Divers Alert Network® (DAN®) developed this Diving First Aid for Professional Divers (DFA Pro) course specifically for individuals who dive as part of their job duties and who may have to comply with U.S. Occupational Safety and Health Administration (OSHA) regulations or other institutional requirements. This includes people who are employed as commercial divers, scientific divers, public safety divers as well as divers who are employed by or volunteer at aquariums. Since much of the content draws from DAN’s core diving first-aid courses, this program is also well suited for dive professionals such as divemasters and dive instructors.
Dive accidents are rare, but they may require prompt, specific action. This course addresses topics required by OSHA guidelines, including bloodborne pathogens. Other topics include scene safety, oxygen administration, neurological assessment, CPR — including use of automated external defibrillators (AEDs), and first aid for injuries from marine life.
This course assumes that the injured diver has been removed from the water and all scuba gear or other equipment has been removed; that training is available from other agencies. The sequencing of topics follows from a “most likely” scenario to a more “urgent care” one. Secondary care is covered in the latter part of the book.
Successful completion of the Diving First Aid for Professional Divers course includes demonstration of skill competency and passing a knowledge assessment. Upon completion, you will receive a provider card indicating that you have been trained in basic life support (including CPR) and first-aid measures.
Reading this handbook without instruction and skill practice will not make someone competent to provide CPR or first-aid assistance.
First Responder Roles & Responsibility
First aid is providing initial care for an injury or illness. The three key aims of first aid are to (1) preserve life, (2) prevent the condition from worsening and (3) promote recovery.
Emergency-response skills deteriorate with time, so retraining is required every two years to maintain DFA Pro provider certification, although some local/institutional protocols and regulations may require more frequent retraining. In addition, regular practice is encouraged to retain skill proficiency. All skills performed in an emergency should be within the scope of your training and experience.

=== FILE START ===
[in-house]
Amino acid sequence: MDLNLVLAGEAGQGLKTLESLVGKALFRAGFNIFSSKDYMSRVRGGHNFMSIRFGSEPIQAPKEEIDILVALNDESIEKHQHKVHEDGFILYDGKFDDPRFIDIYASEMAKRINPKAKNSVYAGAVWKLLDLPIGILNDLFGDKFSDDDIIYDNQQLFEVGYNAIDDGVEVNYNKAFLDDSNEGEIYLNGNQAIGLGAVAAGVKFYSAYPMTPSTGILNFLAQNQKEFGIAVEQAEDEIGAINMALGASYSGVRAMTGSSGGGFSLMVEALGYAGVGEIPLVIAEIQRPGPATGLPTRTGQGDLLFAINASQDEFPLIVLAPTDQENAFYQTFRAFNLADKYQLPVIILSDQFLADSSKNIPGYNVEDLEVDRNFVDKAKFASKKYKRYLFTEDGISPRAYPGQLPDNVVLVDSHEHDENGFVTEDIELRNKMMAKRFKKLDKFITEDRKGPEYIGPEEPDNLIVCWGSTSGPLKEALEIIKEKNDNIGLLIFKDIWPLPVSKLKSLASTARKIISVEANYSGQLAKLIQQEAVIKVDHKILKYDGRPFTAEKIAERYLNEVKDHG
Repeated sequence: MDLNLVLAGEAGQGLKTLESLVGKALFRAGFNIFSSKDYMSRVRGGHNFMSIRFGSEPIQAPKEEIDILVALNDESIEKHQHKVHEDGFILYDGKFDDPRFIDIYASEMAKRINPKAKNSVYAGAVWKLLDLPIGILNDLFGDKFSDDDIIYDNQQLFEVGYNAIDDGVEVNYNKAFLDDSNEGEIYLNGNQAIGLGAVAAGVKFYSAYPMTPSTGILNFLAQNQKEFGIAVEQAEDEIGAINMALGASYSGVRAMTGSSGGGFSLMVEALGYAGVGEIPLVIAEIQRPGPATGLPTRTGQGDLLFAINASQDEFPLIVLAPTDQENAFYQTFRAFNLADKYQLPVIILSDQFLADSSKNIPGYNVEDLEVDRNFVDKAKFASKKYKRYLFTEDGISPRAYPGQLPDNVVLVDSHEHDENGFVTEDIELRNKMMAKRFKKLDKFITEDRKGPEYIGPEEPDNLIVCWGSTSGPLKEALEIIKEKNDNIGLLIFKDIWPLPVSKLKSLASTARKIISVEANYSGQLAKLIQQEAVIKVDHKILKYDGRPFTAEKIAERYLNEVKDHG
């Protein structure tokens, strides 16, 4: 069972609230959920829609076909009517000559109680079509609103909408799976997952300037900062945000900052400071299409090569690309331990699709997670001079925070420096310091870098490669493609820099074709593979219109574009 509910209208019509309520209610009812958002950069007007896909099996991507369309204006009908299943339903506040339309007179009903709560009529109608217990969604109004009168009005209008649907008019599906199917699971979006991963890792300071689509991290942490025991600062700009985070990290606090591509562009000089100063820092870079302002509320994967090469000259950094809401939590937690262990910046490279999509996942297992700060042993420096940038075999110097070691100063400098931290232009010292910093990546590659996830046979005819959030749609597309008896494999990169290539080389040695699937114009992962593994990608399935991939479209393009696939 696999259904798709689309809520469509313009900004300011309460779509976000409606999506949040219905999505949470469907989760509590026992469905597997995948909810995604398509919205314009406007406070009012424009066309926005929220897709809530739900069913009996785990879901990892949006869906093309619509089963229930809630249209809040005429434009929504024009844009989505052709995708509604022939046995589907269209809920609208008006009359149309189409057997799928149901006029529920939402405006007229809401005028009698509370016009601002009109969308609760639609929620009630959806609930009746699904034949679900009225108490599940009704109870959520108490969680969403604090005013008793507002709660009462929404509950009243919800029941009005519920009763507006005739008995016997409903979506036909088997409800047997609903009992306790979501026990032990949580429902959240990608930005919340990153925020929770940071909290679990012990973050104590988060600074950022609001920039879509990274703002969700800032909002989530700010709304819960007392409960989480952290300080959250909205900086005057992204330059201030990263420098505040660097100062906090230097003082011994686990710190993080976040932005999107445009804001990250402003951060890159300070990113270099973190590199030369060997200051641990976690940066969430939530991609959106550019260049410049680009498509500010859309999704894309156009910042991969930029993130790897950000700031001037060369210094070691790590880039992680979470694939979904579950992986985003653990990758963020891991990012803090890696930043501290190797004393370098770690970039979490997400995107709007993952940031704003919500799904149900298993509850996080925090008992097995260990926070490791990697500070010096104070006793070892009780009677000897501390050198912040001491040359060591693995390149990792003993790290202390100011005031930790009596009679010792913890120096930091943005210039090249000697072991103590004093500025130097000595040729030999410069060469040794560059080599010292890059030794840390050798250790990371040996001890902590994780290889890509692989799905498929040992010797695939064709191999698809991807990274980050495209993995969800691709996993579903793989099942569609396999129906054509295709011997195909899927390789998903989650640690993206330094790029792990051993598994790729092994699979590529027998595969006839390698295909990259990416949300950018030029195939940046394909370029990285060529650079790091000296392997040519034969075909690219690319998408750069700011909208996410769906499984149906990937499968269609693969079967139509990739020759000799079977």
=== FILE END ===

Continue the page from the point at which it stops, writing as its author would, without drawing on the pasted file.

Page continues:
There are no prerequisites, including scuba certification, for participation in the DFA Pro course.
Anyone who provides surface support for divers and/or serves as first responders to divers and others in and around water will benefit form this course. Familiarity with diving equipment and diving terminology will make understanding the material easier, but interested and informed nondivers should be able to master the material.
Continuing education is encouraged in the form of additional training courses, supervised practice sessions, reading current literature and refresher training. Your DFA pro Instructor can provide information about these programs.
How To Use this Handbook
Each chapter in this student handbook contains three distinct features.
- The beginning of each chapter has a list of questions to assist with learning. This is the information you should look for as you read the material, complete the knowledge development sections, and participate in class discussions.
- Boxes labeled “Note” provide explanations that are important for understanding the material just presented.
- Boxes labeled “Advanced Concepts” contain additional information beyond what is required for this course. It is enrichment for students who want to know more.
This student handbook introduces medical terms that may be unfamiliar to some readers. Familiarity with basic medical terminology will enhance the quality of communication with emergency and health-care workers. A glossary of terms is provided.